The reporting for the Times’ narrative was split among several reporters, many of whom had covered the story since day one.
“What was cool about how these writers came together is everyone has different areas of expertise and we needed all of it,” Benham said by phone. “Everybody brought something really different to the story. It was a beautiful thing to watch.”
Breaking news reporter Kameel Stanley, for instance, had been at the crime scene for several days and was able to get some of Lacy’s friends to talk. Steve Nohlgren and Curtis Krueger are skilled at interpreting court documents and other public records, and running down the clues inside them. And Leonora Lapeter Anton — who talked with the woman Lacy had raped — has a gift for getting people to open up, Benham said.
Having other people do most of the reporting enabled Montgomery to focus on writing and include narrative elements that don’t always make it into breaking news stories — scenes, dialogue and quality writing that take you back in time.
Montgomery’s nut graf did an especially good job of this: “If you could untwist the metal and re-shelve the books, stuff bullets back into Glocks and bring Hydra Lacy Jr. down from his attic, you’d find a tidy house owned by two people who said they were in love.”
Montgomery got the idea for this passage from former Times colleague Thomas Lake, who wrote a similar lead in a Sports Illustrated story a few years ago. “Some people might try to tell you they’re original,” Montgomery said, “but everything I do is basically begged or borrowed or stolen. I just try to do it in a different way.”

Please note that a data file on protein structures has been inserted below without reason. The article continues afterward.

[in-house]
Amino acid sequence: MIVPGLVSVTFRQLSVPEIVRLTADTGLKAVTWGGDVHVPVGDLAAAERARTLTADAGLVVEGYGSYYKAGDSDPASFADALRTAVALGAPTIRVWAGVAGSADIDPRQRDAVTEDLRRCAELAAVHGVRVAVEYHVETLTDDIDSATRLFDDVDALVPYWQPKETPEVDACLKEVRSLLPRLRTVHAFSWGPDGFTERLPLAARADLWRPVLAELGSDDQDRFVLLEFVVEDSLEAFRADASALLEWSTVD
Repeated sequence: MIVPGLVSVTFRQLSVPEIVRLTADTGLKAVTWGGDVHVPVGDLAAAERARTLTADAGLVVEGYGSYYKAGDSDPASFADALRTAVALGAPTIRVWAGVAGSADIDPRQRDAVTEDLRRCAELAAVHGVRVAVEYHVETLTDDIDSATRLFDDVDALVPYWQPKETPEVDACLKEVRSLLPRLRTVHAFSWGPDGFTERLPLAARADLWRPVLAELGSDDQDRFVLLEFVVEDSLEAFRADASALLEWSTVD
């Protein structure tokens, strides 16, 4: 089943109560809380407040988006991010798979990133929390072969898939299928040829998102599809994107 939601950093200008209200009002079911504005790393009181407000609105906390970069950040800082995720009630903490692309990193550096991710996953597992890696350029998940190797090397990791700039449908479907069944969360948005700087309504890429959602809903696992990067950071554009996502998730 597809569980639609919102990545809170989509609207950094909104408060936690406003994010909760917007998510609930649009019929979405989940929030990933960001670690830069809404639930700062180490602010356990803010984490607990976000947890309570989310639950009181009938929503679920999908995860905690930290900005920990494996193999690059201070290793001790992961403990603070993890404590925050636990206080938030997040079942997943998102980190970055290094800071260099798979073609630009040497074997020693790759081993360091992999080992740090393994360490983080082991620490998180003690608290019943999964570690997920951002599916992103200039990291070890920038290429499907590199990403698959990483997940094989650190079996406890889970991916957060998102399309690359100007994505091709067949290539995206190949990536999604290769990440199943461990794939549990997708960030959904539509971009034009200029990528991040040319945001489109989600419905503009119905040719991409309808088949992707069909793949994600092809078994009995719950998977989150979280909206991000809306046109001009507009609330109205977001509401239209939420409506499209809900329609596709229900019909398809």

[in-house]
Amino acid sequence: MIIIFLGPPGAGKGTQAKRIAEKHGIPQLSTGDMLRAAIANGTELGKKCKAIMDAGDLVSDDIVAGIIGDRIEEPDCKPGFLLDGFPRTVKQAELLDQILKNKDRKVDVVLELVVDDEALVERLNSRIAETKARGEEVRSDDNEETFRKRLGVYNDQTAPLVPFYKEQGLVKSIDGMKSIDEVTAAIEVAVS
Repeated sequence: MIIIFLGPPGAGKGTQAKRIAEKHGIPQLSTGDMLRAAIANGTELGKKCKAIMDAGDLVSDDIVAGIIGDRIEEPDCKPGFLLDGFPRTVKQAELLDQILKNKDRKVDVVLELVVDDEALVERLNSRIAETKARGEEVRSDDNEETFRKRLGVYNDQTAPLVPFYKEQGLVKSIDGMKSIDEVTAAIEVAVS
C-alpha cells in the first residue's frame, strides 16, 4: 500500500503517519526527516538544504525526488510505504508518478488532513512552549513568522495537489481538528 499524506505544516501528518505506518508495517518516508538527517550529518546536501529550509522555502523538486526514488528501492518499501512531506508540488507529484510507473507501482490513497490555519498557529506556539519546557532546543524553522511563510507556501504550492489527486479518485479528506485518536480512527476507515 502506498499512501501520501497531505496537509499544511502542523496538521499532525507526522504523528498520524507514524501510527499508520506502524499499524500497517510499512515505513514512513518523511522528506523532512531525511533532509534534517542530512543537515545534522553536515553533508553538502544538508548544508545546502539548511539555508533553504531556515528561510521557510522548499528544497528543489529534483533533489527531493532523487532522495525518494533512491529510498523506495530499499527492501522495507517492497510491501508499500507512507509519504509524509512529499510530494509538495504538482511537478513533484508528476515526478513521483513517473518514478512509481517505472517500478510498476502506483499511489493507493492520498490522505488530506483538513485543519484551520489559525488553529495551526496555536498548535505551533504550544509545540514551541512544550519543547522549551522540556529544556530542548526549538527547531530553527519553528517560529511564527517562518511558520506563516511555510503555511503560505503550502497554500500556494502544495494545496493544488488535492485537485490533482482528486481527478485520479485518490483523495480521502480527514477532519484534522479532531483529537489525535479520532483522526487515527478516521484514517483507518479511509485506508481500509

Create a time line of events.
When so many people are working on a story, creating time lines can be an effective way to organize information. Montgomery collected everyone’s notes and, using Google Docs, created a time line that began with Lacy’s birth and ended with the minutes leading up to his death.
Other news organizations have also turned to time lines to organize information — not just for themselves but for their readers. The Seattle Times, for instance, published a Dipity time line to accompany its breaking news stories about police shootings in Lakewood, Washington.
Montgomery’s time line served as an outline that helped piece together the various parts of the story. “You could see how one thing led to the other, which made the writing easier,” Benham said.
Don’t underestimate the power of good editing/reading stories out loud.
The narrative was a “beast” to edit, Montgomery said, because he had to check with multiple reporters to make sure he interpreted their notes correctly. During the editing process, Benham helped him tighten the piece and identify cliches.
“Typically when I write, I’ll include cliches because I’m flowing, but then you go back and turn your cliche radar on and you pick that stuff out of your copy and hopefully turn in a draft that’s void of those kinds of cliches,” Montgomery said. “I kind of look at it as scaffolding; you need it to support the story, but once the story is building, you go back and take it all down.”
Montgomery, who pulled an all-nighter writing the story, needed to cut 20 to 30 inches from the piece. So he read the story out loud to Benham and a few other reporters who helped him identify wordy passages and awkward syntax.
“If your tongue gets tied and you have to start the sentence over again, you know the sentence isn’t constructed appropriately,” Montgomery said.
Follow your curiosity.
Ultimately, any good narrative stems from reporters seeking answers to their own questions.
In the aftermath of a breaking news story, asking simple questions such as, “What do I want to find out more about?” and “What questions are still not answered?” can help you figure out your angle, Montgomery said.
“The beauty of stories like that is you’re given the chance to follow your own curiosity,” he said. “You get something incredibly interesting like a guy who’s hiding in an attic and kills two cops and you say, ‘Why?’ And you get paid to run and chase that answer. These are the types of stories I would do for free.”